Online punctuation #2 – URLs, full stops and semi colons

If you have a URL at the end of a sentence, don’t put a full stop after it. You’ll only confuse people. You probably shouldn’t be writing out URLs on a web page anyway. Rather than writing: “Visit the text-centric website at www.text-centric.com“, you should create a text link e.g. “Visit the text-centric website.”

I avoid using semi colons when writing online. They’re too easily mistaken for colons. According to Strunk & White, the proper use of a semi colon is to join two independent clauses into a compound sentence e.g. “It’s nearly midnight; the restaurants will probably be closed.”

On the web you’re better off using a full stop (period for my US readers) or an em-dash (long hyphen) e.g. “It’s nearly midnight. The restaurants will probably be closed.” or “It’s nearly midnight – the restaurants will probably be closed.”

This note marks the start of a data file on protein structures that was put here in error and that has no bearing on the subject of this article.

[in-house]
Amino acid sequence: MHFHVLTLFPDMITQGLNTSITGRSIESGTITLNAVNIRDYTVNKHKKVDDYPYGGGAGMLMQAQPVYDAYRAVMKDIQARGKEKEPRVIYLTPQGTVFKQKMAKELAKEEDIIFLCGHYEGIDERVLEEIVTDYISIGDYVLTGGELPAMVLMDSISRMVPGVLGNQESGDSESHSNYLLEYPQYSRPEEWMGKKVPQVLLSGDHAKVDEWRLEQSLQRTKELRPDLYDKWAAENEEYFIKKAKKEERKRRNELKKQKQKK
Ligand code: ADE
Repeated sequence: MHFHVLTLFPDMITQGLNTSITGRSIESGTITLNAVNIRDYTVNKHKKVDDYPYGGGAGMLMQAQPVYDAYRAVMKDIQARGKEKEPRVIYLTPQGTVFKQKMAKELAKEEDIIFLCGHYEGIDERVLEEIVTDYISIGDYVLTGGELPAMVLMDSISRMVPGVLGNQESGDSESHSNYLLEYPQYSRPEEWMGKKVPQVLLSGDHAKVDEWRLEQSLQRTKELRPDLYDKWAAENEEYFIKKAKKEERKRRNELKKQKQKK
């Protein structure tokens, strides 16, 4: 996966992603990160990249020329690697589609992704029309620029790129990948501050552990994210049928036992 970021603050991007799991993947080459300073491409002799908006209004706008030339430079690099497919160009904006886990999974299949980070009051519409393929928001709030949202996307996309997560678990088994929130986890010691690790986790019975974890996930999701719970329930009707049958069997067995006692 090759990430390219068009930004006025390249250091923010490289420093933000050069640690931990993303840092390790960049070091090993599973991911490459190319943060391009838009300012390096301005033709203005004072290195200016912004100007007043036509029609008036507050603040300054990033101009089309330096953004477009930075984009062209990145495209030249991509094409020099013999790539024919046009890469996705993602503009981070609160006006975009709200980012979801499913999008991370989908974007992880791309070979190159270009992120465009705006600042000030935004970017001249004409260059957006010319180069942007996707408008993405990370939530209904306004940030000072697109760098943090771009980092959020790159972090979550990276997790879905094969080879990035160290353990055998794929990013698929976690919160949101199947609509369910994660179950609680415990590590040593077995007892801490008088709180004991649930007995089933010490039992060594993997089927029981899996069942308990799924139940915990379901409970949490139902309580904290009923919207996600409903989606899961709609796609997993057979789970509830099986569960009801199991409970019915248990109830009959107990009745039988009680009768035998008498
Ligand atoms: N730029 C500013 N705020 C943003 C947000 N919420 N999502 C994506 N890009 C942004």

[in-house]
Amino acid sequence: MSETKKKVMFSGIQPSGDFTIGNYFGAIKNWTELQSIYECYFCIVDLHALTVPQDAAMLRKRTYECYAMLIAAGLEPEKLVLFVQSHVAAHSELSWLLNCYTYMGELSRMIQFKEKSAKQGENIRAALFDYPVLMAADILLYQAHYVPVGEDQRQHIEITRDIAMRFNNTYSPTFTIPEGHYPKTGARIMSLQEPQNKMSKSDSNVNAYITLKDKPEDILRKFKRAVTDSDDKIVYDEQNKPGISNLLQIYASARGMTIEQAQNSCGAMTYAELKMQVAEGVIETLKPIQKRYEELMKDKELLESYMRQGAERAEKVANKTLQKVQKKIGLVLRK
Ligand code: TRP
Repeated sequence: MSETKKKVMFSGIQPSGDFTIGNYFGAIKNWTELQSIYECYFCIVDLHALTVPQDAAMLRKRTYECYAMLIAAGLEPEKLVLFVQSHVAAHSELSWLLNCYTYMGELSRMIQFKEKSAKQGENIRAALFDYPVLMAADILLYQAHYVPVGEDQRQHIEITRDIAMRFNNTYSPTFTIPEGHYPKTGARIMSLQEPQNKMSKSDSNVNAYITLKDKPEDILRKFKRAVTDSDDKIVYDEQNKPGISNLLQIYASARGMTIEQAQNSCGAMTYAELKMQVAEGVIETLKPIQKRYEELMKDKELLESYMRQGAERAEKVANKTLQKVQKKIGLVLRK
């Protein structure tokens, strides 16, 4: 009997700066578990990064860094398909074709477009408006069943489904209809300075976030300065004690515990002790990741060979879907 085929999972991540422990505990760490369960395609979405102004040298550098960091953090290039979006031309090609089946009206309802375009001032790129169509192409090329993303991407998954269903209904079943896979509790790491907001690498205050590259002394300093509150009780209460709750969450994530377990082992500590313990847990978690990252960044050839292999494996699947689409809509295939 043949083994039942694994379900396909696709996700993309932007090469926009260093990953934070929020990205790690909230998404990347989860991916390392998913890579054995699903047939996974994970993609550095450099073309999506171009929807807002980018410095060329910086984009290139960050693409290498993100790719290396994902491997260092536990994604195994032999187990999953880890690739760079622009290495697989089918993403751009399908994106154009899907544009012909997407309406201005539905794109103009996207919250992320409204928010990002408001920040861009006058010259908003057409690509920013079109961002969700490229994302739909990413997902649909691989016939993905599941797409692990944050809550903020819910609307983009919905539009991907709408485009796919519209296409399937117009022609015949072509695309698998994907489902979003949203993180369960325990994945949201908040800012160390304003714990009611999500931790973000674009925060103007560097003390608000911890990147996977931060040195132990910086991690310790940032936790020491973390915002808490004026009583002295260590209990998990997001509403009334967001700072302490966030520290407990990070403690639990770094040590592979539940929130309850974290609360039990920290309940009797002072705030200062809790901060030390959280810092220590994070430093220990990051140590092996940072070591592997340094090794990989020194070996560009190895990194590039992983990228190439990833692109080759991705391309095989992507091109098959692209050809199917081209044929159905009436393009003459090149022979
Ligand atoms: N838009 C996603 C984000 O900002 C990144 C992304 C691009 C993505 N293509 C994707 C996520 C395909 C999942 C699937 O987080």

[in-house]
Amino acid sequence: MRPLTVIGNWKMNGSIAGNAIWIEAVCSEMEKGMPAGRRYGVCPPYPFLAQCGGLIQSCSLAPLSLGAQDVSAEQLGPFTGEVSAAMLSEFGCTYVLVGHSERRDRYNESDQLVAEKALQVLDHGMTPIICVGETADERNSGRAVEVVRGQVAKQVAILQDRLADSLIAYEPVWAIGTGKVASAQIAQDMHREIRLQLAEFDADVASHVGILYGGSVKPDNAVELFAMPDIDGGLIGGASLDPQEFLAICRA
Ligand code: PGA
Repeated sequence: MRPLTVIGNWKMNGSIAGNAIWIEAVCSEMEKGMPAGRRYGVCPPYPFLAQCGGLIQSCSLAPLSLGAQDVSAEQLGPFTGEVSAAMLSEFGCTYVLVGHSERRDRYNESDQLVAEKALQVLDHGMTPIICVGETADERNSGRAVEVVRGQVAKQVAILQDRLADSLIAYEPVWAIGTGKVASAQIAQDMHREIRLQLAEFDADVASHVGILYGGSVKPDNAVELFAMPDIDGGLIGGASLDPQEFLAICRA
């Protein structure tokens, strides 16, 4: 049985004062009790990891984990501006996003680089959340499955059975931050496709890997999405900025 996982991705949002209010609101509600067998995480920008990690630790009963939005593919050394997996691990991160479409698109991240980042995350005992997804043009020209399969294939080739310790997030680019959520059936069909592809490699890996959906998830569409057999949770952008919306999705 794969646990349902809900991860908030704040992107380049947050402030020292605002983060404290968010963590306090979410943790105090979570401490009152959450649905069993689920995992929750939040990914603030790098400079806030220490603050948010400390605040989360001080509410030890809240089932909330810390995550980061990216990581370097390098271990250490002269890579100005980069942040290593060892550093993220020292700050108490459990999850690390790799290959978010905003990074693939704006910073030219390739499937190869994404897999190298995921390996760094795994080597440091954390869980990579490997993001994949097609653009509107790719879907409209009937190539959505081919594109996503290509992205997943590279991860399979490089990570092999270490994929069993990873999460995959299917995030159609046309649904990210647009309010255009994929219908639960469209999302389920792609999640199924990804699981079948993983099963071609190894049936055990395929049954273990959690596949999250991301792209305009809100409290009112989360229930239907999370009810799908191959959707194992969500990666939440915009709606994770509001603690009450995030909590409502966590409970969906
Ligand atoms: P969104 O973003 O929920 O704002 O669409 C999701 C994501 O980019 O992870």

The biggest workload


Came across this brilliant illustrated article about The Website Development Process.

Regarding content it says: “Working from the sitemap and wireframe, you and the client get together to start planning the content – specifically the text. Content planning and writing is probably the biggest workload the client will have during the project – and it canreally take some time.”

That’s exactly why you need a web copywriter on the team. Not only will they be able to produce the copy faster than the client, they can do it better.

The biggest workload

Came across this brilliant illustrated article about The Website Development Process.

Regarding content it says: “Working from the sitemap and wireframe, you and the client get together to start planning the content – specifically the text. Content planning and writing is probably the biggest workload the client will have during the project – and it can really take some time.”